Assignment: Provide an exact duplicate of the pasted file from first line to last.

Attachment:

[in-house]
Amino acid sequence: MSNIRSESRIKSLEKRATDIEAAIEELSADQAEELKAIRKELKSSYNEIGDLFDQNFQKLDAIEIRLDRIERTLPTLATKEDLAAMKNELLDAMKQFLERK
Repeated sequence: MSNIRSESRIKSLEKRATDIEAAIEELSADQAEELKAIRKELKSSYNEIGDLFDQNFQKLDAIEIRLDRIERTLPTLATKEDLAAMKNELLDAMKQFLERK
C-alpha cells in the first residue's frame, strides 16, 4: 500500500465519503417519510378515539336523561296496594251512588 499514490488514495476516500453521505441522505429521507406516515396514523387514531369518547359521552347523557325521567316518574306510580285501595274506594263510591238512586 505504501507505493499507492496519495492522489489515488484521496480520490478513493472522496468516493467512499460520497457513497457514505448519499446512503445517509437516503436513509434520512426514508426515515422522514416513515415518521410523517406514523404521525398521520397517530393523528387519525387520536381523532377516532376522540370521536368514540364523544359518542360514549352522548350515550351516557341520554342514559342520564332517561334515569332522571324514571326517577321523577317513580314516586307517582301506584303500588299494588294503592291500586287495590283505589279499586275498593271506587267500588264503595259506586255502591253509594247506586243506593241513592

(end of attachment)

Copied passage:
[in-house]
Amino acid sequence: MSNIRSESRIKSLEKRATDIEAAIEELSADQAEELKAIRKELKSSYNEIGDLFDQNFQKLDAIEIRLDRIERTLPTLATKEDLAAMKNELLDAMKQFLERK
Repeated sequence: MSNIRSESRIKSLEKRATDIEAAIEELSADQAEELKAIRKELKSSYNEIGDLFDQNFQKLDAIEIRLDRIERTLPTLATKEDLAAMKNELLDAMKQFLERK
C-alpha cells in the first residue's frame, strides 16, 4: 500500500465519503417519510378515539336523561296496594251512588 499514490488514495476516500453521505441522505429521507406516515396514523387514531369518547359521552347523557325521567316518574306510580285501595274506594263510591238512586 505504501507505493499507492496519495492522489489515488484521496480520490478513493472522496468516493467512499460520497457513497457514505448519499446512503445517509437516503436513509434520512426514508426515515422522514416513515415518521410523517406514523404521525398521520397517530393523528387519525387520536381523532377516532376522540370521536368514540364523544359518542360514549352522548350515550351516557341520554342514559342520564332517561334515569332522571324514571326517577321523577317513580314516586307517582301506584303500588299494588294503592291500586287495590283505589279499586275498593271506587267500588264503595259506586255502591253509594247506586243506593241513592